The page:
Editor’s Note: In collaboration with Financial Literacy for Youths: Malaysia (FLY), MONGA will be releasing some of their articles on our blog. This is to promote financial literacy among millennials, in hopes to ease their way into the scary realm of personal finance and adulting. For more articles like this, feel free to hop on over to http://www.flymalaysia.org/!
In an academic context, economics is simply a matter of allocating resources throughout society. It deals with three fundamental questions: i) What do you produce? ii) How do you produce it? iii) For whom to produce? The complex and sometimes esoteric truths of economics may seem to be reserved for big suits and massive corporations, but in fact, every individual is already practicing some tenet of economics in their daily life. Whether you know it or not, you’re probably already familiar with some of the fundamental economic concepts that guide high – flying CEOs and billionaires worldwide.
Economics of Student Life
The concept of economy can be clearly seen in a student’s everyday life, from home to school. The first touch of economy starts in the early morning when students have to wake up for their classes. A concept called Opportunity Cost can be applied in this situation. An Opportunity Cost means giving up the best alternative to solving a problem whenever a decision is made, due to the limited resources at hand. In the case of our early riser, given that time is the scarce resource, the Opportunity Cost of this student getting out of bed to attend lectures is the extra hour that the student could have had to continue sleeping.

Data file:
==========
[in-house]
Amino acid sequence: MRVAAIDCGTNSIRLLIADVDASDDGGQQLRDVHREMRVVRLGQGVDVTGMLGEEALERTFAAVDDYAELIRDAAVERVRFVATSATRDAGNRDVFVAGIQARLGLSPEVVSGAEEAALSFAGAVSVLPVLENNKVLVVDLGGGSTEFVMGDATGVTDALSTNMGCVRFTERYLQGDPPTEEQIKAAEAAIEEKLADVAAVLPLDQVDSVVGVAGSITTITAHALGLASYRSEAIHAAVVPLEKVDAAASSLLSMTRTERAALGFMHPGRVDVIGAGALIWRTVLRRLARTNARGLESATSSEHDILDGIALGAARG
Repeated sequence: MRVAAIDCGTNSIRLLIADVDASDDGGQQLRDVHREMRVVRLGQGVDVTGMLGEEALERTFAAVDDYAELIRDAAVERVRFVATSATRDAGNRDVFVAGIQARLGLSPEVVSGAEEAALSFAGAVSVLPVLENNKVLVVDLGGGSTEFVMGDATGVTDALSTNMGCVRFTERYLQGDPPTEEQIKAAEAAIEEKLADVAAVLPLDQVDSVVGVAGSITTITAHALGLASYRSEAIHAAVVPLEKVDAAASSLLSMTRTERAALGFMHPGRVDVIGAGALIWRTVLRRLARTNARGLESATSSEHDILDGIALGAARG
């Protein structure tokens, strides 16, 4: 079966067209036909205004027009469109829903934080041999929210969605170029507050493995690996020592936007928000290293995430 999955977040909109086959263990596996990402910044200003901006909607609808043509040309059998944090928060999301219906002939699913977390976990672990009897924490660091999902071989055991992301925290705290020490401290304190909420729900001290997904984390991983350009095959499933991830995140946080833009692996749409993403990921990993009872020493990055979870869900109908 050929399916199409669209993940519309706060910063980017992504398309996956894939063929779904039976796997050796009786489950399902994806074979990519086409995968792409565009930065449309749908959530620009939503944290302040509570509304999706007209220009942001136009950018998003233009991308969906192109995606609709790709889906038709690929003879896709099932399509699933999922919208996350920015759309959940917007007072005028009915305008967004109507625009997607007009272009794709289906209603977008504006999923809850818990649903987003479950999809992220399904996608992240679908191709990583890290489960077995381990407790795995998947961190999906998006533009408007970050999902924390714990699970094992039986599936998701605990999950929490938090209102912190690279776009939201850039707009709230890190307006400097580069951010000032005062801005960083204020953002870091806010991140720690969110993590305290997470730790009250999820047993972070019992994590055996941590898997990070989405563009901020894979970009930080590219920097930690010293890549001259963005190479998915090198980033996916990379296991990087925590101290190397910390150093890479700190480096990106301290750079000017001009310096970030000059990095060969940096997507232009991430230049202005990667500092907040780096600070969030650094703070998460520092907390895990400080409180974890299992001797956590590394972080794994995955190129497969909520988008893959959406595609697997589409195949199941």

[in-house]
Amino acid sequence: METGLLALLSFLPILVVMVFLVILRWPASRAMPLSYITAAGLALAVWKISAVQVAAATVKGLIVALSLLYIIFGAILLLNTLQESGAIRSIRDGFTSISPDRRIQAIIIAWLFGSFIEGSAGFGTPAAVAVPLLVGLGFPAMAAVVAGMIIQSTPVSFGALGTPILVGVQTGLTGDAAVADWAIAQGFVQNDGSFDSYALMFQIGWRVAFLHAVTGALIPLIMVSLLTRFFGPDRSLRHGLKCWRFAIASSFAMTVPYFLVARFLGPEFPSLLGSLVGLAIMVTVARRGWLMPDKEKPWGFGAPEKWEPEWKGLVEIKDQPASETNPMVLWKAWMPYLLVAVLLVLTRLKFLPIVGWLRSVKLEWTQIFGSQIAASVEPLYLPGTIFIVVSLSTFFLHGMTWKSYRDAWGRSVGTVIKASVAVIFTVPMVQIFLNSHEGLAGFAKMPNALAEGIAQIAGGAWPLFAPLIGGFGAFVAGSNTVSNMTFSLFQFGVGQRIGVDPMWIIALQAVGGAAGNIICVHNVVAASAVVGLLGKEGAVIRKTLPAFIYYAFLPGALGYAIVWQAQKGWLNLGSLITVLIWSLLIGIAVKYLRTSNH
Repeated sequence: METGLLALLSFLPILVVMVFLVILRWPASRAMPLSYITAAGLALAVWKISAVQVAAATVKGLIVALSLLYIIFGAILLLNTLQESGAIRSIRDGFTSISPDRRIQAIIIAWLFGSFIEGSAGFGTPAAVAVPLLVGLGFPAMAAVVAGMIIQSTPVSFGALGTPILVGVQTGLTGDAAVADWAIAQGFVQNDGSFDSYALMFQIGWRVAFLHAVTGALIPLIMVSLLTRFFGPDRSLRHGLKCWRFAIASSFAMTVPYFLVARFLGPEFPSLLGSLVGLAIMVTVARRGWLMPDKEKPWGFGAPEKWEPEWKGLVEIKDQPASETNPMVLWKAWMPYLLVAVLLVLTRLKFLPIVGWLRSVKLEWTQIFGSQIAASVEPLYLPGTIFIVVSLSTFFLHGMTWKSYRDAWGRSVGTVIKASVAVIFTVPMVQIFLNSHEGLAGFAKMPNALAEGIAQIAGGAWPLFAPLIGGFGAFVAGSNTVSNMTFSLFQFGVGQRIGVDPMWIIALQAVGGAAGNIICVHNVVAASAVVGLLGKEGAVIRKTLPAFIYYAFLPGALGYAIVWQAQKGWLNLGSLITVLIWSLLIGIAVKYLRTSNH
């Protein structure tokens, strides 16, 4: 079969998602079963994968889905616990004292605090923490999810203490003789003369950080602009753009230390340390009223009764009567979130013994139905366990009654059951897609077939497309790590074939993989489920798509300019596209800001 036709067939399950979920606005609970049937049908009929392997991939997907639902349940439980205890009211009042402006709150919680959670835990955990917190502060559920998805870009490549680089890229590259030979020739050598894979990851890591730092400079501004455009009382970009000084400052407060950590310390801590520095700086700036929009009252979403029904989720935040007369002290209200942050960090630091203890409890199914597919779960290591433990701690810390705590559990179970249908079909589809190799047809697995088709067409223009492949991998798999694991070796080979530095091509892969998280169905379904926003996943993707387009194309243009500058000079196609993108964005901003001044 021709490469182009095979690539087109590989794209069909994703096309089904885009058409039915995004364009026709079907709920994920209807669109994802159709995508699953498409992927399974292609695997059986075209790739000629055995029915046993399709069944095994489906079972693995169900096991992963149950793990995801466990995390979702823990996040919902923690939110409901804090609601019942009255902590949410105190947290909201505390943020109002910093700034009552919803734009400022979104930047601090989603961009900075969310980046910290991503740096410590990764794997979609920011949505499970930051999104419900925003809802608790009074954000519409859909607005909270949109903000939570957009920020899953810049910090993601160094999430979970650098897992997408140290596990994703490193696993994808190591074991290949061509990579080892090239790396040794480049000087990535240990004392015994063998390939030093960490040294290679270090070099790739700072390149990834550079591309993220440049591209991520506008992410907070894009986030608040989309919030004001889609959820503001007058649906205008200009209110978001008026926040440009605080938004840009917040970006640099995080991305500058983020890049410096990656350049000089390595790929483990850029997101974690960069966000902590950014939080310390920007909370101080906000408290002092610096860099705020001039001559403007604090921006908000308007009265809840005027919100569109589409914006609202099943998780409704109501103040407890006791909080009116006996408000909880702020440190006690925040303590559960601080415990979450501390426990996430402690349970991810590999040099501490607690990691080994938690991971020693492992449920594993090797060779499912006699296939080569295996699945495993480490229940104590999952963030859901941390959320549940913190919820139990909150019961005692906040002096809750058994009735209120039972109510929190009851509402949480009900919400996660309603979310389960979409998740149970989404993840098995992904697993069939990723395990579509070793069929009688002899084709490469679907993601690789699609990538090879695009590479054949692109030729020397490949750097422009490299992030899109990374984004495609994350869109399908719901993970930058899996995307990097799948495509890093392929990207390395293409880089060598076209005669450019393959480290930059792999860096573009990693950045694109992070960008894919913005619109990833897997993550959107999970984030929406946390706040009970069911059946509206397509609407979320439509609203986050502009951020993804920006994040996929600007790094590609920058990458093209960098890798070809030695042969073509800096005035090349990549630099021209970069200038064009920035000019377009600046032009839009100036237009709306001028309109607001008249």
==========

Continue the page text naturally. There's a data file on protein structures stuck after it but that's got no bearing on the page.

Here’s another example: every student will be facing some difficulty when choosing which field of study to pursue or major in. What a student usually does is to analyse the choices given and weigh the pros and cons of each choice. In economic terms, this process is called a Cost and Benefit Analysis. The Cost and Benefit Analysis is normally practised by firms or organisations when selecting projects to undertake or invest in. For instance, the government uses this analysis to determine the benefit or harm to its stakeholders when deciding whether to build a highway along a residential area. To relate this concept with students choosing which university to study in, students should consider the rate of employability, learning environment, and cost of study before enrolment.
Let’s take a step back and view how our colleges and universities use the concept of allocating resources to enhance the student experience, and how students themselves can take advantage of these resources to maximise the learning experience.